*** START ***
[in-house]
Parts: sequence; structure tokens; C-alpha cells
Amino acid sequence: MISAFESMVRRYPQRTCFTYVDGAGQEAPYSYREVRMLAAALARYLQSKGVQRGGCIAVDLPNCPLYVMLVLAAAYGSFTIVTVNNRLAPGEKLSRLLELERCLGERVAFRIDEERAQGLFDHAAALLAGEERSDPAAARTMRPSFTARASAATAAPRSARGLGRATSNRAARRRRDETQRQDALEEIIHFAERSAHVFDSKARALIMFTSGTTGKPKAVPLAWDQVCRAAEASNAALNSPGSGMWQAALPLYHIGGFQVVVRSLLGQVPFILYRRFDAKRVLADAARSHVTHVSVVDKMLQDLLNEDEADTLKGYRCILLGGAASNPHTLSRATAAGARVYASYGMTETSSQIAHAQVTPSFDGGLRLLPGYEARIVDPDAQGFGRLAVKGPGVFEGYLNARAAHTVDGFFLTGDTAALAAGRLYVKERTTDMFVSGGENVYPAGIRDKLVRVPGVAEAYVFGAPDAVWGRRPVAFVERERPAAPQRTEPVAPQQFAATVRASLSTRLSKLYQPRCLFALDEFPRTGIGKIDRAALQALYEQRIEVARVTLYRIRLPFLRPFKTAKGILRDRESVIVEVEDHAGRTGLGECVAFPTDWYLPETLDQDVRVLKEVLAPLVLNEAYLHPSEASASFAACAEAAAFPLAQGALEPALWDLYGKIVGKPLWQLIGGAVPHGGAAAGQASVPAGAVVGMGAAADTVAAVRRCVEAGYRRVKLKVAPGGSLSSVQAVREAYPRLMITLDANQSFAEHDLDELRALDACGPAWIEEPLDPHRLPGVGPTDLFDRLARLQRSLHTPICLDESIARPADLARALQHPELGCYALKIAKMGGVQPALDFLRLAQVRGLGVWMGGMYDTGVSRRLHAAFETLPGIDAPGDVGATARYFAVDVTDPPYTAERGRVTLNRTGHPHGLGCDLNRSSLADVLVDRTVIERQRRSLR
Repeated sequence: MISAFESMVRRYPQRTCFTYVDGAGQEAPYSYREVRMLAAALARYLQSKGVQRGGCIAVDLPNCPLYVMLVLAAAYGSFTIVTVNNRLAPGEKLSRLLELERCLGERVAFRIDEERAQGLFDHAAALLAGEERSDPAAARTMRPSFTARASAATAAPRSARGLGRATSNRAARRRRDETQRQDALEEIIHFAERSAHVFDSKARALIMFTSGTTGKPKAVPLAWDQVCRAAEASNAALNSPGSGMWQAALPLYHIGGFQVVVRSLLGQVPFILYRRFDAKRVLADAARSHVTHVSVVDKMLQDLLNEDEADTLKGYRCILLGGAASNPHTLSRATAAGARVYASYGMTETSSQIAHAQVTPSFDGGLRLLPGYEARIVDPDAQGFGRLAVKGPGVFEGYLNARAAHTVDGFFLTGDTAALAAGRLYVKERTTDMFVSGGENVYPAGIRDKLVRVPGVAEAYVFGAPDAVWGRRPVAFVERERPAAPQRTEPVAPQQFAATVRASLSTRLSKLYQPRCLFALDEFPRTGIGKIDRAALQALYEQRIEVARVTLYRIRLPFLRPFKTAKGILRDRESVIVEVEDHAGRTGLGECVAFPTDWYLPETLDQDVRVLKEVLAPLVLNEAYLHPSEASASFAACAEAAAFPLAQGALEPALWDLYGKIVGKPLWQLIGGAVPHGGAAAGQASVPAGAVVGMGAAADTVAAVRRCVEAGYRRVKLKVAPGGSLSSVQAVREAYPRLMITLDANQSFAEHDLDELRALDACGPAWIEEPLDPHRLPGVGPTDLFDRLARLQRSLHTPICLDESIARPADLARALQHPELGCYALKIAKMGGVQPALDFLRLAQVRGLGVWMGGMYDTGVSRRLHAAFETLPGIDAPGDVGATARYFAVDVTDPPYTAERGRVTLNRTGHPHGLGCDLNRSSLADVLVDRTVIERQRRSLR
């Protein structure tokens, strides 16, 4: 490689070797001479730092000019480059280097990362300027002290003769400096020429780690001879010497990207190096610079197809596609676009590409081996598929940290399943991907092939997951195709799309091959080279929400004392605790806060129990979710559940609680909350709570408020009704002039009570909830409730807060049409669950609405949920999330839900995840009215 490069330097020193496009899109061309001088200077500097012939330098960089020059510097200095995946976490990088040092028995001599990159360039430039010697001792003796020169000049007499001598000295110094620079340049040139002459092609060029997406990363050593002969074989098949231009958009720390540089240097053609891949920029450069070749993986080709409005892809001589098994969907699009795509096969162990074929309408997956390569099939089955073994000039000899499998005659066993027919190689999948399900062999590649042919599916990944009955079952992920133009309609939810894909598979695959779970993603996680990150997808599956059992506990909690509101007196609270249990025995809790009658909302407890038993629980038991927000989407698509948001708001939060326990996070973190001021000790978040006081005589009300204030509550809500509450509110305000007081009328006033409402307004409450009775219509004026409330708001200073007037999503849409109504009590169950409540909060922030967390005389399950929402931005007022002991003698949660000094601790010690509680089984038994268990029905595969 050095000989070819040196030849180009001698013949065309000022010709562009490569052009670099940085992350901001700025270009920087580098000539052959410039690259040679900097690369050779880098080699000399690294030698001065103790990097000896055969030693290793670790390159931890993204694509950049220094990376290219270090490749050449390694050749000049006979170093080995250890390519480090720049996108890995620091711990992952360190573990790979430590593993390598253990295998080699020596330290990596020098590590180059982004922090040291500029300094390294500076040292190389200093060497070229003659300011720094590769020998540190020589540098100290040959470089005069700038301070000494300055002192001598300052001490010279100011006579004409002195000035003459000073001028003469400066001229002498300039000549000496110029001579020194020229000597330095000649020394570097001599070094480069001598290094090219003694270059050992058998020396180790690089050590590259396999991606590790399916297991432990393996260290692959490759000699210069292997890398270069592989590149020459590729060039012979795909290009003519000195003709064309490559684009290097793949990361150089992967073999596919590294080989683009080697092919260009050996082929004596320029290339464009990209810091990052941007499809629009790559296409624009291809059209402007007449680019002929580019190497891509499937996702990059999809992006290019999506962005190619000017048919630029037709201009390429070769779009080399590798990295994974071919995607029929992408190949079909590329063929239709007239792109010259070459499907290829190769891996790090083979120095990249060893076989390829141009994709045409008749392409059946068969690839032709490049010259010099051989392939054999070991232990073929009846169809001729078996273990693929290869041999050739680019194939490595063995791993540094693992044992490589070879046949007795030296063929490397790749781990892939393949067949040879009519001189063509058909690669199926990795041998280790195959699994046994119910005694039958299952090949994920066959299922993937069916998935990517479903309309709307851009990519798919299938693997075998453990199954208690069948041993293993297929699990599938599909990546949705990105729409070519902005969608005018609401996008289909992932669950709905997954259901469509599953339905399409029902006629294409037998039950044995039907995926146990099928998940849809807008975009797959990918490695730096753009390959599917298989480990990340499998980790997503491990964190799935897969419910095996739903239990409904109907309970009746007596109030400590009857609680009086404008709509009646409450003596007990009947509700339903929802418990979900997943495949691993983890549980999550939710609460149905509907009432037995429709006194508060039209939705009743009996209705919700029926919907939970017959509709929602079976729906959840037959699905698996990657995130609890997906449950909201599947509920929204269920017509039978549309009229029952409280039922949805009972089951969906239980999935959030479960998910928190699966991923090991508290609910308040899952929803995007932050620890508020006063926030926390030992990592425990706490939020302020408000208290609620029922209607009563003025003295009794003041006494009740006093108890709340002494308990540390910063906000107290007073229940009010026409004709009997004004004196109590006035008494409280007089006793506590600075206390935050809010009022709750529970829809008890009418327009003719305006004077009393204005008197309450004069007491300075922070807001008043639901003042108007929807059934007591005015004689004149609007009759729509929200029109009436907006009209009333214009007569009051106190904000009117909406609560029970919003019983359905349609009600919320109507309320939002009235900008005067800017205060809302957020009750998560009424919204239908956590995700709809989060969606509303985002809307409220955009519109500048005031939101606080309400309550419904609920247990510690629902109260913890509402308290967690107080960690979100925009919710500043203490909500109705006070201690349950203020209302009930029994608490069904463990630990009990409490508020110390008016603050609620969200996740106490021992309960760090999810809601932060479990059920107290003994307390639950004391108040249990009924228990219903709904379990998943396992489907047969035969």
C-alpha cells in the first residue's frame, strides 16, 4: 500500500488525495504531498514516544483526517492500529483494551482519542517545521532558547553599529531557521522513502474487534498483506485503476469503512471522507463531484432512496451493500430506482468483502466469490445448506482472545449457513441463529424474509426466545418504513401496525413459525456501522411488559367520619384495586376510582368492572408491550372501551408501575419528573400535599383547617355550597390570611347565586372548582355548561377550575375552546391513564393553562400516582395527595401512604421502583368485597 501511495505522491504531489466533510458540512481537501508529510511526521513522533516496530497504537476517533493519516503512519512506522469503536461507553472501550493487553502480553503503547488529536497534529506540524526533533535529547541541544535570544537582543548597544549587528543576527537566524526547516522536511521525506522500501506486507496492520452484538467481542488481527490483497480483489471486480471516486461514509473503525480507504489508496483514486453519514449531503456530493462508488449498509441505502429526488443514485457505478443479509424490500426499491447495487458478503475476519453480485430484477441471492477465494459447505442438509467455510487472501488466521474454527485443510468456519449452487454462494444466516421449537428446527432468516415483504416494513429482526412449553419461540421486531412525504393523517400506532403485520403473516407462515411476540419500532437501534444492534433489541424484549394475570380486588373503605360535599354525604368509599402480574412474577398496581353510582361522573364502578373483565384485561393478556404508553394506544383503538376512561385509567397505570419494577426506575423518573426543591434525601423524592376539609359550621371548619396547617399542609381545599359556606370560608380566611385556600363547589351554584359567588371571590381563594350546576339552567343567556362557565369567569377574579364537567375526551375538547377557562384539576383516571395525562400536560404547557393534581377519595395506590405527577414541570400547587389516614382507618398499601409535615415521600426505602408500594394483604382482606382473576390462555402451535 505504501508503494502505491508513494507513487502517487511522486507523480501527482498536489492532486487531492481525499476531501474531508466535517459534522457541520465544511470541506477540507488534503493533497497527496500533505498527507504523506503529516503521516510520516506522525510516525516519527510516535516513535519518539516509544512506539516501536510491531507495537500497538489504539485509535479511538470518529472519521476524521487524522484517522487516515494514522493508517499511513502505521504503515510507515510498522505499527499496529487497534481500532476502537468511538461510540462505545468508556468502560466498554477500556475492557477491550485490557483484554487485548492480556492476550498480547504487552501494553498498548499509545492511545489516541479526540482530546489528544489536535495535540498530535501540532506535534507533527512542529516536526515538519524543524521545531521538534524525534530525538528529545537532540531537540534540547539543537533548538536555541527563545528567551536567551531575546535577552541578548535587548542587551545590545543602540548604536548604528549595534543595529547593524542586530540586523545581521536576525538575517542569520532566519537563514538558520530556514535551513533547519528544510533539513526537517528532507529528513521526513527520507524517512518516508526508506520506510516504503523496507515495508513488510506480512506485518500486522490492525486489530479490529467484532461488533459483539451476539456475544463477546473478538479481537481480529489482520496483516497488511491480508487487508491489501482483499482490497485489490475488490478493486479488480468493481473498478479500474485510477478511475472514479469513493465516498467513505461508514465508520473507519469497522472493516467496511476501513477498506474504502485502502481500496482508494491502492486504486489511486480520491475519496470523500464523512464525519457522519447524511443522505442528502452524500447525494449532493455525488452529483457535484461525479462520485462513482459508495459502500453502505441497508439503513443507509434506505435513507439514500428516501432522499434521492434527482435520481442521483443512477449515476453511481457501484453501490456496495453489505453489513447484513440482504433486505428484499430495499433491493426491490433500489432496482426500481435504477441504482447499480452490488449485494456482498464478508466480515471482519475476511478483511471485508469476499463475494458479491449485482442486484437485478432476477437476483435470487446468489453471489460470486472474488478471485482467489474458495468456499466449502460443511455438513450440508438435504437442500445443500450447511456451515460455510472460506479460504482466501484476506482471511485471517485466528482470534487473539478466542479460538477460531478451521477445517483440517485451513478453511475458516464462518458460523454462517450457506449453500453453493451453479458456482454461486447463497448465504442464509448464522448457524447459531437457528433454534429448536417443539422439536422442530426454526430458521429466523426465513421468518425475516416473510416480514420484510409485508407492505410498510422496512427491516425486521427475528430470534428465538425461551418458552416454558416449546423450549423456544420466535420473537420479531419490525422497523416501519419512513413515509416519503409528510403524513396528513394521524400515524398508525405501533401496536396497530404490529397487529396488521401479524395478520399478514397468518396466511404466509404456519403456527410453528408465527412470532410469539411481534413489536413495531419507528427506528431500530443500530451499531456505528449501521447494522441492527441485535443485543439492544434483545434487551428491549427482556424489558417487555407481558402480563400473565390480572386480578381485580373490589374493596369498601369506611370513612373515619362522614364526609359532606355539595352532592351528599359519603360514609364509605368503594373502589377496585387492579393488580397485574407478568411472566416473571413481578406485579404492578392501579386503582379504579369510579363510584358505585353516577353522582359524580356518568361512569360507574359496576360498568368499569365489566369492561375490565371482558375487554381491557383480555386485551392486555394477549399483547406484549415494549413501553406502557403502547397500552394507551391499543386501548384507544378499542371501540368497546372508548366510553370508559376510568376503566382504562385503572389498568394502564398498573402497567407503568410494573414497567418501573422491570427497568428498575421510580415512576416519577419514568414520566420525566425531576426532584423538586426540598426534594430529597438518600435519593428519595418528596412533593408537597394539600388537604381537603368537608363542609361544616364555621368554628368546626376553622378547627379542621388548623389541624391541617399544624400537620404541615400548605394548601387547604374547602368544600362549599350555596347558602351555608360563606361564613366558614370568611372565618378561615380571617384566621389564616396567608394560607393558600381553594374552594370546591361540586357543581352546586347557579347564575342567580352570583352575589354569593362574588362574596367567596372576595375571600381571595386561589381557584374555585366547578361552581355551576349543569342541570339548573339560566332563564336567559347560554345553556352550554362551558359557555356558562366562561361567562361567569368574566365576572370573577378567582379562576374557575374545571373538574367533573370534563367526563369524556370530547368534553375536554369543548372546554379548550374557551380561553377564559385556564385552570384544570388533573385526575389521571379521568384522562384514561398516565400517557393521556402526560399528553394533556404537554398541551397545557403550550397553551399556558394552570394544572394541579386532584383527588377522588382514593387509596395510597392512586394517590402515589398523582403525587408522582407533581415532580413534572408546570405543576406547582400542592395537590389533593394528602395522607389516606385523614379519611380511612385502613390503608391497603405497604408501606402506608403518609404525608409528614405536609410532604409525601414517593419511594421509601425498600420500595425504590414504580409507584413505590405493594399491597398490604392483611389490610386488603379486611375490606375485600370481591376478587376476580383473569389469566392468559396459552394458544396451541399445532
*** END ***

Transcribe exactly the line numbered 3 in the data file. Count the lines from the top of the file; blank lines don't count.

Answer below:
Amino acid sequence: MISAFESMVRRYPQRTCFTYVDGAGQEAPYSYREVRMLAAALARYLQSKGVQRGGCIAVDLPNCPLYVMLVLAAAYGSFTIVTVNNRLAPGEKLSRLLELERCLGERVAFRIDEERAQGLFDHAAALLAGEERSDPAAARTMRPSFTARASAATAAPRSARGLGRATSNRAARRRRDETQRQDALEEIIHFAERSAHVFDSKARALIMFTSGTTGKPKAVPLAWDQVCRAAEASNAALNSPGSGMWQAALPLYHIGGFQVVVRSLLGQVPFILYRRFDAKRVLADAARSHVTHVSVVDKMLQDLLNEDEADTLKGYRCILLGGAASNPHTLSRATAAGARVYASYGMTETSSQIAHAQVTPSFDGGLRLLPGYEARIVDPDAQGFGRLAVKGPGVFEGYLNARAAHTVDGFFLTGDTAALAAGRLYVKERTTDMFVSGGENVYPAGIRDKLVRVPGVAEAYVFGAPDAVWGRRPVAFVERERPAAPQRTEPVAPQQFAATVRASLSTRLSKLYQPRCLFALDEFPRTGIGKIDRAALQALYEQRIEVARVTLYRIRLPFLRPFKTAKGILRDRESVIVEVEDHAGRTGLGECVAFPTDWYLPETLDQDVRVLKEVLAPLVLNEAYLHPSEASASFAACAEAAAFPLAQGALEPALWDLYGKIVGKPLWQLIGGAVPHGGAAAGQASVPAGAVVGMGAAADTVAAVRRCVEAGYRRVKLKVAPGGSLSSVQAVREAYPRLMITLDANQSFAEHDLDELRALDACGPAWIEEPLDPHRLPGVGPTDLFDRLARLQRSLHTPICLDESIARPADLARALQHPELGCYALKIAKMGGVQPALDFLRLAQVRGLGVWMGGMYDTGVSRRLHAAFETLPGIDAPGDVGATARYFAVDVTDPPYTAERGRVTLNRTGHPHGLGCDLNRSSLADVLVDRTVIERQRRSLR